Well, Sunday night I was out again watching the Perseid Meteor Shower. I was getting my viewing area ready for the vigil which I had planned to begin about 90 minutes later, but during the set up, I witnessed two beautiful and one okay meteor streak through the sky. So, I ran in the house, gathered the rest of my gear and brought it out.
I also brought out my camera...again. I set up near my lounge chair and after a few shots had been taken, decided to look at the composition. There were tree branches in it and near the top, a phone line, so I decided to relocate it. However, like the dumbass I can be sometimes, I picked up the entire rig and when I made a slight turn in the darkness, I whopped the camera against the side of an apple tree near my set up area.
Fearing the worst, I set the camera up and took a quick shot. The camera worked fine and when I looked at the image, I realized when the rig hit the tree, it moved my focus setting. A week or so ago, I remembered that the lens I was using didn't have a marked setting for Infinity focus, so I did a few shots, determined the correct way to set the manual focus of the lens to infinity and marked the position with two lines that I line up. So, I turned on my trusty red light flashlight, located to the lines and lined them up.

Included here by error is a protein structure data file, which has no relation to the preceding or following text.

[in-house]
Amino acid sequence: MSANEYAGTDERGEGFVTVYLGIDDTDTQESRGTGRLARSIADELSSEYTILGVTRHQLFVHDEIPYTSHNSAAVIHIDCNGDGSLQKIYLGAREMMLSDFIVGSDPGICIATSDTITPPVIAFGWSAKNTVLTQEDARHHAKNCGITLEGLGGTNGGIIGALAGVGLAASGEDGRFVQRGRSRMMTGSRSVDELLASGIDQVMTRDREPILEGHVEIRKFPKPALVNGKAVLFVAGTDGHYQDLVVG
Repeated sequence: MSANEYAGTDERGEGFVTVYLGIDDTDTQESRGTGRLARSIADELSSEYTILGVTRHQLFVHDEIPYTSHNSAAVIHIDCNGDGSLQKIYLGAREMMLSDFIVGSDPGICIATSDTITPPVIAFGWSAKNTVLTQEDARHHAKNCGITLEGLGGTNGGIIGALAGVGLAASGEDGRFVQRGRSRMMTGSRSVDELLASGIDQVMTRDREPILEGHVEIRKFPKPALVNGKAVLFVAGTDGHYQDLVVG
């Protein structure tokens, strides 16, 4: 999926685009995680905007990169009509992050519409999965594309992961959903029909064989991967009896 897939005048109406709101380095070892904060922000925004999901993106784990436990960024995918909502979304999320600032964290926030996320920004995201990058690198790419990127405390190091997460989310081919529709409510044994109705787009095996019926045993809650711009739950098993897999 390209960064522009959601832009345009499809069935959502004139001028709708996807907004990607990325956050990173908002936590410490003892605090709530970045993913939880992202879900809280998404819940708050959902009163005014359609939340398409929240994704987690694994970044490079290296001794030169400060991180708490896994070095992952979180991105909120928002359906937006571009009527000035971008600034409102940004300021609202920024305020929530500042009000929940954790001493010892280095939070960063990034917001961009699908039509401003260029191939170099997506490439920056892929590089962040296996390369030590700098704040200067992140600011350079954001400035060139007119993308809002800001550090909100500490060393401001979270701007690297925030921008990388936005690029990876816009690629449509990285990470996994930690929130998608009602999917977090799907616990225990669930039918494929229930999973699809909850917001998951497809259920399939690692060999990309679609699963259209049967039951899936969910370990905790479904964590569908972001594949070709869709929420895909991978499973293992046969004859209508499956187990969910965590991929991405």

I then set the camera to shoot an image every 30 seconds, and I settled into my lounge chair and began a wonderful night of meteor viewing. I started at 11:30 pm (Pacific daylight time) and quit at 4:10am. During that time, I saw more than 100 meteors in the small section of sky I can see. Many were bright fireballs, but most were average everyday meteor. About 70 percent of them were Perseids, while the other 30 percent originated from radiants the north and south of the Perseids shower radiant. I know the southern radiant is from the Delta Aquids or something like that, but the northern radiant has me baffled.
While I watched the meteors blaze through the night sky, I saw several which may or may not have entered the camera's field of view. I was looking forward to checking the images later. Well, four and half hours later, I was cold (I live in a desert climate so it gets friggin cold at night, even in the summer) and tired, so I brought everything inside and collapsed on my bed.
After finishing my morning ritual, I stuck the CF card in my computer and ate breakfast while it transfered the 410 images I shot that night. When I looked at the first couple of images, everything was fine. They were the shots taken before the camera met the tree. But the images after that were blurred and distorted...every one of them.
And what was even more depressing was one image had what looked like a really nice meteor flashing through it.
Talk about wanting someone around to kick my ass (I can't do it myself). The lens took the beating and, like the 98 pound weakling, didn't survive. Now I have no wide angle lens...at least not until I can afford to replace the busted one.
I shall be a bit more careful with how I handle things around here. Of course, every time I screw something of mine up, I say the same thing, but what the hell at least I am trying.
Until I continue my interrupted blog of a couple of days ago, take care all you loyal readers...all of you...and watch out for those apple trees at night.